Mets starting pitcher Luis Severino throws during a spring training...

Mets starting pitcher Luis Severino throws during a spring training game against the Cardinals on Friday in Jupiter, Fla. Credit: Newsday/Alejandra Villa Loarca


The most important pitch for Luis Severino as he navigates his way through this Grapefruit League schedule will always be the final one.

If Severino reaches the end of these outings, each a progressive step in his month-long ramp-up to the regular season, without complaints or discomfort, then maybe, just maybe, everyone will start to believe the Mets got the bargain of the winter.

We’re still a long way from that happening. But consider Friday’s first exhibition start against the Cardinals at Roger Dean Stadium a reason to think Severino might reclaim a piece of his previous Bronx glory, or at least have a chance to do so.

Severino completed this opening mission for the Mets, throwing 30 pitches in two scoreless innings in a 3-2 loss. And yes, he crossed the finish line without incident, hitting his top velocity of the day on the last pitch, a 98-mph fastball, that whizzed past Matt Carpenter’s swing for Severino’s lone strikeout.

He threw only six four-seamers, previously maxing out at 96 before reaching back to whiff his former Yankees teammate (albeit a brief stay in the Bronx). When Severino was asked about reaching back for something extra on that pitch, he smiled.

“I had some left in the tank,” he said. “Just waiting for the perfect time to do it.”

At age 30, with his career derailed by a dizzying number of injuries, Severino is smart to use those bullets sparingly at this point in the calendar. Anyone who’s been around the Mets in recent years remembers marveling at Jacob deGrom and Noah Syndergaard throwing 100 mph in Grapefruit League games. Not once, either. A flurry of pitches, and with such ease that they never triggered any alarm sirens.

Well, deGrom currently is rehabbing from a second Tommy John surgery — now for the Rangers — and a significantly degraded Syndergaard has yet to be signed this offseason. Is there a direct correlation between firing triple-digit fastballs early in spring training and later winding up on the injured list? The topic is open to some debate. But the evidence suggests it might not be a great idea.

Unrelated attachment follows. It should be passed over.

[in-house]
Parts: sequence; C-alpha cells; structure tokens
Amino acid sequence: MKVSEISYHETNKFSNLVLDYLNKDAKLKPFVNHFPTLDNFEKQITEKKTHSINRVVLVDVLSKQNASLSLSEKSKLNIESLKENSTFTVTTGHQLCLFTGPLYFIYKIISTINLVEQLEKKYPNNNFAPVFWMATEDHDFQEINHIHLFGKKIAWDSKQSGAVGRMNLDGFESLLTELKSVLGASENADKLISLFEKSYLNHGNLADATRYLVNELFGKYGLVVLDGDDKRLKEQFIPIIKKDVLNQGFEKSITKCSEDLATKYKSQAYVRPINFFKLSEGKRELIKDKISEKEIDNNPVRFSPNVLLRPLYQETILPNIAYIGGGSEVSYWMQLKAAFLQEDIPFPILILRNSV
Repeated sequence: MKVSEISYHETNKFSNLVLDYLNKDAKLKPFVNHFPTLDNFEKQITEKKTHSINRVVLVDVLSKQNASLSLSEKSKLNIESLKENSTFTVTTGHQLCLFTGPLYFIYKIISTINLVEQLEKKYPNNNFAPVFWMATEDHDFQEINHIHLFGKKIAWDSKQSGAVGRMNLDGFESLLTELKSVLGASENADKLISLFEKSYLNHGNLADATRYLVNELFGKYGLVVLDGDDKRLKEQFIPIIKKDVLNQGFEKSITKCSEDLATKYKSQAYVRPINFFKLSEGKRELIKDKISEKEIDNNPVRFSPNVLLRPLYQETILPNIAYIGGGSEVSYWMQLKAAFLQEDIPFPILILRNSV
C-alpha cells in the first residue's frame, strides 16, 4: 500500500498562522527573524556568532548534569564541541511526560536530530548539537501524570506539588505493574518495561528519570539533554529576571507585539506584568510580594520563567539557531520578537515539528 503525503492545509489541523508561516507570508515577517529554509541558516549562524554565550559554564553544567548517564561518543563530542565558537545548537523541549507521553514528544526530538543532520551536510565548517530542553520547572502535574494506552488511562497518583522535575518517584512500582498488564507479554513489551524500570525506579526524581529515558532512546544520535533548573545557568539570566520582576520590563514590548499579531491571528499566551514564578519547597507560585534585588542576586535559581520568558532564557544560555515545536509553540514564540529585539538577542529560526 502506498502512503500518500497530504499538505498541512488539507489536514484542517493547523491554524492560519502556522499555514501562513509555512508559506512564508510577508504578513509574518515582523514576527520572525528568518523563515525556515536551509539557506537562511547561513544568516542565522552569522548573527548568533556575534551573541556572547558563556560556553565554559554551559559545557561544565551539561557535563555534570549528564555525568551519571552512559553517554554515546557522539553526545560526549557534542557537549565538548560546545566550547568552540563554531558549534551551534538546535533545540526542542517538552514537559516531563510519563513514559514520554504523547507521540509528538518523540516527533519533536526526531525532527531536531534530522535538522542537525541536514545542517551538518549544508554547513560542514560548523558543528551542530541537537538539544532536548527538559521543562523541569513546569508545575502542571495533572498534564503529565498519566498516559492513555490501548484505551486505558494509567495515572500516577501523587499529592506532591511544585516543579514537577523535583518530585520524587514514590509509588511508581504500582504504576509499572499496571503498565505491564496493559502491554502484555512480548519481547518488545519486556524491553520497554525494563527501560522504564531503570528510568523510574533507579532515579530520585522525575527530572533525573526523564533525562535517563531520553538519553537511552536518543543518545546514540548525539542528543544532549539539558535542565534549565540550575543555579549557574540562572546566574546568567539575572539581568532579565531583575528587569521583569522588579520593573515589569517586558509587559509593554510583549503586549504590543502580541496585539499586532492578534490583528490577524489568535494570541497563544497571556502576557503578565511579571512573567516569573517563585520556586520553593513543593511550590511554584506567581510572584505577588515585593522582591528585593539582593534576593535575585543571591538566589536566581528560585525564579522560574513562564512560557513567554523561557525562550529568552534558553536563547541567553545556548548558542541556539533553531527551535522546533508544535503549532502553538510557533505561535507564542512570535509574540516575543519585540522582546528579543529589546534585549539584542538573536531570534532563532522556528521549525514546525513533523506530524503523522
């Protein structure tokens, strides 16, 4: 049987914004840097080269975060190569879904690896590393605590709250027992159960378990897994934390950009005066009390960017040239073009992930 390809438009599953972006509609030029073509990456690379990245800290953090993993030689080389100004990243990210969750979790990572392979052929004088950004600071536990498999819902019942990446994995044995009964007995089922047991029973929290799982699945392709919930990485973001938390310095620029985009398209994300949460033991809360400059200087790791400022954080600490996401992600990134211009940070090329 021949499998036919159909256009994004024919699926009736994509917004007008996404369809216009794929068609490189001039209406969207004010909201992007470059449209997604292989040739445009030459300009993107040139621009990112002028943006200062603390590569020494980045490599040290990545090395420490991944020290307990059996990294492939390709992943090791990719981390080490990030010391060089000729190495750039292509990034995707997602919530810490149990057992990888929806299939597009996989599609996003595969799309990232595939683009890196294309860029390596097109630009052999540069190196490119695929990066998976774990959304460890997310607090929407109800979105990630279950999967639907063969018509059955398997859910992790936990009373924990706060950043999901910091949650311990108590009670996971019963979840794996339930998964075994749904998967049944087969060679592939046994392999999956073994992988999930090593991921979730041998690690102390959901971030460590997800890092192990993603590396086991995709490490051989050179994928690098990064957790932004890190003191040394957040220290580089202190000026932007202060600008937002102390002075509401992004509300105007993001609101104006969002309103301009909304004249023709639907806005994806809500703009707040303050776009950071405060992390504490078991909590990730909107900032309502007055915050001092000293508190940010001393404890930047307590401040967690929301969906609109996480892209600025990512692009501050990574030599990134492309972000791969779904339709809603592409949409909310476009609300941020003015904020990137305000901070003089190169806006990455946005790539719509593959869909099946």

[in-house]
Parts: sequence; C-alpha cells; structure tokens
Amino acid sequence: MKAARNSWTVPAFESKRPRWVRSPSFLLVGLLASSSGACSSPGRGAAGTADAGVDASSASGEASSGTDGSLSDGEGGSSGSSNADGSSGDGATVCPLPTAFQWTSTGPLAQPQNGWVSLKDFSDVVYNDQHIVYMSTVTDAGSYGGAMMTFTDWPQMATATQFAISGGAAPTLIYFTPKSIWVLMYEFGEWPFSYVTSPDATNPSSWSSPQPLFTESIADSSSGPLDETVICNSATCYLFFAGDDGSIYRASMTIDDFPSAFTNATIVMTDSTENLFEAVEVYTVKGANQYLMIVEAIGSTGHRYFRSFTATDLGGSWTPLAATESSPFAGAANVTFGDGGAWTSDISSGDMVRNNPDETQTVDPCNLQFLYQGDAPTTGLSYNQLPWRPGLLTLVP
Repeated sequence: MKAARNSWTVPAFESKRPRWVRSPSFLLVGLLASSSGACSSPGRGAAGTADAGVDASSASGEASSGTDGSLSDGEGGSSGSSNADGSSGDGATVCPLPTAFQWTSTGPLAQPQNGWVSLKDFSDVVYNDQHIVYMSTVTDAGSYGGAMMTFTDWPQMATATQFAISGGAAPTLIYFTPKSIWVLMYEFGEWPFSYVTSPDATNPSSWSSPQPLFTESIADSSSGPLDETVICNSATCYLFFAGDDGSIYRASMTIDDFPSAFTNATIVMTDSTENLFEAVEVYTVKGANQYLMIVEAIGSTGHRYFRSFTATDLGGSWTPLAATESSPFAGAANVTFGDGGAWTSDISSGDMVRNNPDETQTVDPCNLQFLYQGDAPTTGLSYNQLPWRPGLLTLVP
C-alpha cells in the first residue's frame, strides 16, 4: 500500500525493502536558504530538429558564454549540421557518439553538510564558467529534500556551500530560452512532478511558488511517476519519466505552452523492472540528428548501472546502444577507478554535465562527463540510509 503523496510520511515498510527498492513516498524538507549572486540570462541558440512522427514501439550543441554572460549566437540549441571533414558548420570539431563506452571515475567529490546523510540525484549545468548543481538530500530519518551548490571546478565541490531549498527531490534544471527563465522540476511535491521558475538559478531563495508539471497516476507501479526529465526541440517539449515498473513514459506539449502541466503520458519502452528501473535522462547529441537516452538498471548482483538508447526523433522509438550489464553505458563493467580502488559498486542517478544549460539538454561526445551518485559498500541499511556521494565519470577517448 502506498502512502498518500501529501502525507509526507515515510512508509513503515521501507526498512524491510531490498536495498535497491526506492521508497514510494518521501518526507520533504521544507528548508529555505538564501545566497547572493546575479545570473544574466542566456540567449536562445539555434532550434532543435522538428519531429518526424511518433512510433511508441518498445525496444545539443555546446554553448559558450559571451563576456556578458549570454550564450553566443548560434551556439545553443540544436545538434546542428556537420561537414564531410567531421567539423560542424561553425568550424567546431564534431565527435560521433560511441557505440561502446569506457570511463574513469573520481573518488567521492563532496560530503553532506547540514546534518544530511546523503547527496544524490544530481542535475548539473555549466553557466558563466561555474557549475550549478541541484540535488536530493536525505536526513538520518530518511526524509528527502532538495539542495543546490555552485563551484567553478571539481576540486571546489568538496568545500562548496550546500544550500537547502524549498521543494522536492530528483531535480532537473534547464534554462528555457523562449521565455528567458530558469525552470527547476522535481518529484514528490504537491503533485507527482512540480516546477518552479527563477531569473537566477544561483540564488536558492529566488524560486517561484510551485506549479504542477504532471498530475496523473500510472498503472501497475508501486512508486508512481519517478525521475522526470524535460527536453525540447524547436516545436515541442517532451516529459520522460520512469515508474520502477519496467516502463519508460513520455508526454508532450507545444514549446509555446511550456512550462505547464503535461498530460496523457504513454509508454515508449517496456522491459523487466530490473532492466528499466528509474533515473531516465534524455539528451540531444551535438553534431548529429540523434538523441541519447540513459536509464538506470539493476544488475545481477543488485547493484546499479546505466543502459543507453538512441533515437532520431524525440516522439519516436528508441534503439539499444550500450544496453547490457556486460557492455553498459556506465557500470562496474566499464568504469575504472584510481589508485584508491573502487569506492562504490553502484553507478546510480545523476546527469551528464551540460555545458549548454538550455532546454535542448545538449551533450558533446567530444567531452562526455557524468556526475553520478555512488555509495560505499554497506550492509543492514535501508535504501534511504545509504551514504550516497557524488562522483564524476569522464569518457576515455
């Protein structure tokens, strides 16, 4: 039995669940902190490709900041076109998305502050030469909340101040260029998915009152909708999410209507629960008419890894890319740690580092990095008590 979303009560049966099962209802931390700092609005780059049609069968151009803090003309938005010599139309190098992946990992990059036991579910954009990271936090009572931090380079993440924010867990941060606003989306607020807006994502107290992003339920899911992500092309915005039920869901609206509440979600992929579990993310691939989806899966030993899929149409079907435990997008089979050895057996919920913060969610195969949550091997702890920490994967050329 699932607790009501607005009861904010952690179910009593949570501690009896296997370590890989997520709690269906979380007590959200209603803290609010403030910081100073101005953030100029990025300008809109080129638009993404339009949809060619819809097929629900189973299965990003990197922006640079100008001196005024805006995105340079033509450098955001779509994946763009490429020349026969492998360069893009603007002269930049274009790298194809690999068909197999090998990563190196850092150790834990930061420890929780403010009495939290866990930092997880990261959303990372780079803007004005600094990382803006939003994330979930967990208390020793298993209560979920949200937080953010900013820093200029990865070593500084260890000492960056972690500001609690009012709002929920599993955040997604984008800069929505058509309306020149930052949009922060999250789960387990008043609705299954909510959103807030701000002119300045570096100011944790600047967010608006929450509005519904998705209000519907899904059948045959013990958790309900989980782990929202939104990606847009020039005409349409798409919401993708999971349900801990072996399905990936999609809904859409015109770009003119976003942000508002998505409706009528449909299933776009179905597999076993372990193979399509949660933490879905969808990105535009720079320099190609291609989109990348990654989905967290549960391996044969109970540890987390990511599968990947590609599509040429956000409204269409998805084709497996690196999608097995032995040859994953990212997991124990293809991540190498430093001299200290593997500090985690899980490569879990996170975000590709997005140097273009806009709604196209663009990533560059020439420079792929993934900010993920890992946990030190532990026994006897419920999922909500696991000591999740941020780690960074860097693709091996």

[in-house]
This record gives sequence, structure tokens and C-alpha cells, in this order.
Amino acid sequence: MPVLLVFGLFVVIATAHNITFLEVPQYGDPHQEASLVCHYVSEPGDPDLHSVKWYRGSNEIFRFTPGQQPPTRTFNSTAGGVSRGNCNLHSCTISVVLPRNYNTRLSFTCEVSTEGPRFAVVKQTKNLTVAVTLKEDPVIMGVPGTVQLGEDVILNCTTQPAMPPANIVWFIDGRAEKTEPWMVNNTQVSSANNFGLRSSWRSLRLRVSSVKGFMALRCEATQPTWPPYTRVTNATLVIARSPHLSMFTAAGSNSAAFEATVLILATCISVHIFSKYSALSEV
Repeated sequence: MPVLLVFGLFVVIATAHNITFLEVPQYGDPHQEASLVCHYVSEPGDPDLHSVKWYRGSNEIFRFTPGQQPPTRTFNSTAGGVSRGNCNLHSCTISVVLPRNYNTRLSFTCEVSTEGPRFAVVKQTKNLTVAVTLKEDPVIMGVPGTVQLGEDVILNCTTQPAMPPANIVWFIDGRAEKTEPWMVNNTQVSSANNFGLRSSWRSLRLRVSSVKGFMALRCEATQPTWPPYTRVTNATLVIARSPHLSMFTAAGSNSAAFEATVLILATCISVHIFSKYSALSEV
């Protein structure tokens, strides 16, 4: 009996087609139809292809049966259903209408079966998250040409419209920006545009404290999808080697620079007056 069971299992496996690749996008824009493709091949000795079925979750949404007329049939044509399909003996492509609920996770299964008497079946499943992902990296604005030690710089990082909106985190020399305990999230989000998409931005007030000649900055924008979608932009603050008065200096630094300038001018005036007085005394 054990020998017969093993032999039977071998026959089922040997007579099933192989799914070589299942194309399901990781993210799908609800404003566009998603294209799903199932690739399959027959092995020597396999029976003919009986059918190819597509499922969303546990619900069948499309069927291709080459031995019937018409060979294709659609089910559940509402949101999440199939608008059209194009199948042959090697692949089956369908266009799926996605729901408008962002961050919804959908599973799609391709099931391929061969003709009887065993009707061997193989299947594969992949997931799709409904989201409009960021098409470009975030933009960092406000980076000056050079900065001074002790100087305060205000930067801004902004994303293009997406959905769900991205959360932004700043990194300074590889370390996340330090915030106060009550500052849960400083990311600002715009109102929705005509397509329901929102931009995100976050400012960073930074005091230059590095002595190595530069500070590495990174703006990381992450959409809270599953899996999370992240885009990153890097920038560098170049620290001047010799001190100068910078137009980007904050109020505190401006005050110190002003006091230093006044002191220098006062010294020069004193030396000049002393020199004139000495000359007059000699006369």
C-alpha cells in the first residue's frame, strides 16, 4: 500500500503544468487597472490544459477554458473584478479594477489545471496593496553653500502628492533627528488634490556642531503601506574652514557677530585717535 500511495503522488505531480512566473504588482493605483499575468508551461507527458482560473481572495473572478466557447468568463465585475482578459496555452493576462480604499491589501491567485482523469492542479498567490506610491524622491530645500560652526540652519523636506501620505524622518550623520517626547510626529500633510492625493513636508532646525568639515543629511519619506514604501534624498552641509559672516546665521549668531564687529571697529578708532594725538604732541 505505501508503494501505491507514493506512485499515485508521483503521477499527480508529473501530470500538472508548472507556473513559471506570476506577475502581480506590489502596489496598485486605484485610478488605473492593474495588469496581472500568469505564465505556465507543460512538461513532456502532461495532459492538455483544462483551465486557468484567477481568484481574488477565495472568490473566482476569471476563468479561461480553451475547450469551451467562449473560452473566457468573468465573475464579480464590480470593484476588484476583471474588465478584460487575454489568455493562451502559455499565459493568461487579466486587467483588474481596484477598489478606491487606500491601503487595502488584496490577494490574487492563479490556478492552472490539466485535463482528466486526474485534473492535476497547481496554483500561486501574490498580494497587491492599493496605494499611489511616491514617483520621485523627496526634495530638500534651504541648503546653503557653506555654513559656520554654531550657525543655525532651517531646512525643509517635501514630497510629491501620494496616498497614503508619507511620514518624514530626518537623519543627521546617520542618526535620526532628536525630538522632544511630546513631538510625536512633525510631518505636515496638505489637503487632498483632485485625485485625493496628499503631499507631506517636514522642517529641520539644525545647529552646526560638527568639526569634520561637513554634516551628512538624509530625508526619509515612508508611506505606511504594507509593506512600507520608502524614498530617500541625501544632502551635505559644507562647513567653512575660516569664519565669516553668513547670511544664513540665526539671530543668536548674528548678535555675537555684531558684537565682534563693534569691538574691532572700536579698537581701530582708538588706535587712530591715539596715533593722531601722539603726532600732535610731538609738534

Against that backdrop, the Mets need to be extra careful with Severino, who has been one of MLB’s top velo guys since his rookie year in 2015. Roughly a year ago this month, he was heading into his free-agent season for the team across town, arriving in Tampa 15 pounds lighter, determined to convince general manager Brian Cashman he was worth making a Yankee for life.

Instead, Severino’s radar-gun fireworks were the precursor to a severe lat-muscle strain that knocked him from the rotation a week before Opening Day. He didn’t return until the end of May, and once he did, he got hammered for a 6.65 ERA in 18 starts before a high-grade oblique strain ended his season on Sept. 8.

In between those injuries, Severino’s average fastball velocity was 96.4 mph, good enough to place in MLB’s top-10th percentile, but opponents raked him at a .301 clip with a .921 OPS. His spotty health, suspicions of pitch-tipping and those dreadful numbers allowed Severino to fall to the Mets on a one-year, $13 million prove-it contract.

Now it’s on Severino to show he can put all those problems behind him. After a winter of working with Jose Rosado — his longtime pitching guru with the Yankees and now the Mets’ new bullpen coach — Severino is confident that they’ve fixed the tipping issues.

“I’m just trying to do the same movement with every pitch,” Severino said. “Sometimes in the past, I was rushing with the fastball, and then with the breaking stuff, I was more calm. So I’m just being calm with all my pitches.”

Severino generated weak contact from the Cardinals and spent most of the start working on a rarely used sinker, which he threw more than any other pitch (11). Last season, he went to a sinker only 2.4% of the time. The previous year, it was 1%. Before then, he hadn’t thrown one since 2015. Now he subscribes to the notion that reinventing himself would be a wise career move.

“The hitters are too good,” Severino said, laughing. “I need to figure out ways to get them out.”

And in the process, stay on the mound for a full season. Severino has made only 40 starts in the past five years, a total of 209 1⁄3 innings, posting a 4.47 ERA as he battled almost every ailment possible (Tommy John surgery wiped out his entire 2020 season). Before that injury-riddled stretch, he strung together a pair of All-Star seasons in which he averaged 31 starts and put up a 3.18 ERA with a 10.5 K/9 ratio.

That feels like a lifetime ago. But with the sinker giving him a new-ish weapon, as well as Severino’s presumably healthier outlook, maybe the Mets’ cobbled-together rotation has found a desperately needed front-line starter.

It’s way too early to tell. They’re both still at the hopeful stage.

“To see him going out there for the last pitch and touch 98 is pretty good to see,” manager Carlos Mendoza said. “The way he used all of his pitches, it was a good outing overall.”

Something to be optimistic about. Until Severino has to do it all over again.

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